a chuck having a tapered interior for receiving at least a portion of the collet, wherein the chuck threadably engages the collet to clamp the collet against the second one of the first and second tubes and wherein the chuck defines eight outwardly facing facets.
13. A pole for supporting a tool, the pole comprising:
an elongate body extending along an axis and including:
a first tube defining eight outwardly facing facets about the axis and extending substantially along an entire length of the first tube; and
a second tube telescopically received within the first tube for adjusting a length of the pole; and
a locking mechanism for selectively locking the second tube relative to the first tube along the axis, wherein the locking mechanism includes a body fixedly coupled to the first tube by a connector including:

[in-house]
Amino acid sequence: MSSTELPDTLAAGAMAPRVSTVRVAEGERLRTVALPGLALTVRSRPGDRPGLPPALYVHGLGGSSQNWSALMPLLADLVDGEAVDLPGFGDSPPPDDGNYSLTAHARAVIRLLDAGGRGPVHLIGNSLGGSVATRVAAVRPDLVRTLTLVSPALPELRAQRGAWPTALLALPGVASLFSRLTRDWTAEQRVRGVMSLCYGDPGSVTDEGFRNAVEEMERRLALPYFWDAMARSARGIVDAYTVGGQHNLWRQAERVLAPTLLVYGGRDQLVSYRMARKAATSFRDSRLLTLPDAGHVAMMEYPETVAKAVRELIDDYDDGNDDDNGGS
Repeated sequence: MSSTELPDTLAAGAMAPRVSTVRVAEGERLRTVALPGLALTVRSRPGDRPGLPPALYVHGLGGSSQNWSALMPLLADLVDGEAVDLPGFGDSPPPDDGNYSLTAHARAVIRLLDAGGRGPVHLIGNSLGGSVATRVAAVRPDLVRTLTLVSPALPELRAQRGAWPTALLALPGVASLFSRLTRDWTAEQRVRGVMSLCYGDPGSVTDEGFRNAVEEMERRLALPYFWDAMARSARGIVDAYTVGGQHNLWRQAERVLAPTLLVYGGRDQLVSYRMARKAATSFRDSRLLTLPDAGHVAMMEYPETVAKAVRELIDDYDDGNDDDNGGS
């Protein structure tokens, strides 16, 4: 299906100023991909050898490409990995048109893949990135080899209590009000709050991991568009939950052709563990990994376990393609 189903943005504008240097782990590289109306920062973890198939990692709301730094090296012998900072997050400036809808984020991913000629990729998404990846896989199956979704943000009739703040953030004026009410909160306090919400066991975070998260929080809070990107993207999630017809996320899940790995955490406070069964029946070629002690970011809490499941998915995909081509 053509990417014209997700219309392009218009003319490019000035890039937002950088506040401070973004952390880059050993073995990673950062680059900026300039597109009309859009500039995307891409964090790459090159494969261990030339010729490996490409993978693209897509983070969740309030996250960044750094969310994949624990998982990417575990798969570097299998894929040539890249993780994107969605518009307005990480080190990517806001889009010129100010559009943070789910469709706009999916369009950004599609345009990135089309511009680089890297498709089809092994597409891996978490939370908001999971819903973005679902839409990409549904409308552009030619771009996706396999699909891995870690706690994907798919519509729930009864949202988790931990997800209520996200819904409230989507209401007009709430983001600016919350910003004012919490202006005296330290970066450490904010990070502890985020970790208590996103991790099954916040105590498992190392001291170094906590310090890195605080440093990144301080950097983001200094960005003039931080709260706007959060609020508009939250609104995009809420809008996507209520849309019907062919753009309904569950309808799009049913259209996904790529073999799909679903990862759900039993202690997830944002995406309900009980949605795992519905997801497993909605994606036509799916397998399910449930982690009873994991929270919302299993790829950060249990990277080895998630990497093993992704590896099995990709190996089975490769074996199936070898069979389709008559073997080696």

a detent defined by the first tube; and
a detent engaging member projecting from the body and received within the detent to fixedly couple the body of the locking mechanism to the first tube.
Description
FIELD OF THE INVENTION

The present invention relates to poles for supporting tools, such as paint applicators. In particular, the present invention relates to a pole having an improved surface configuration for enabling a user to better grip or adjust the length of the pole.

BACKGROUND OF THE INVENTION

Poles are commonly used for supporting a variety of tools to access otherwise unaccessible or unreachable areas. For example, poles are frequently used to support rollers in the application of paint, stains, varnishes or other coatings to ceilings and unreachable surfaces. Poles are also used to support a variety of other tools in the performance of other tasks such as dusting, tree pruning and the like.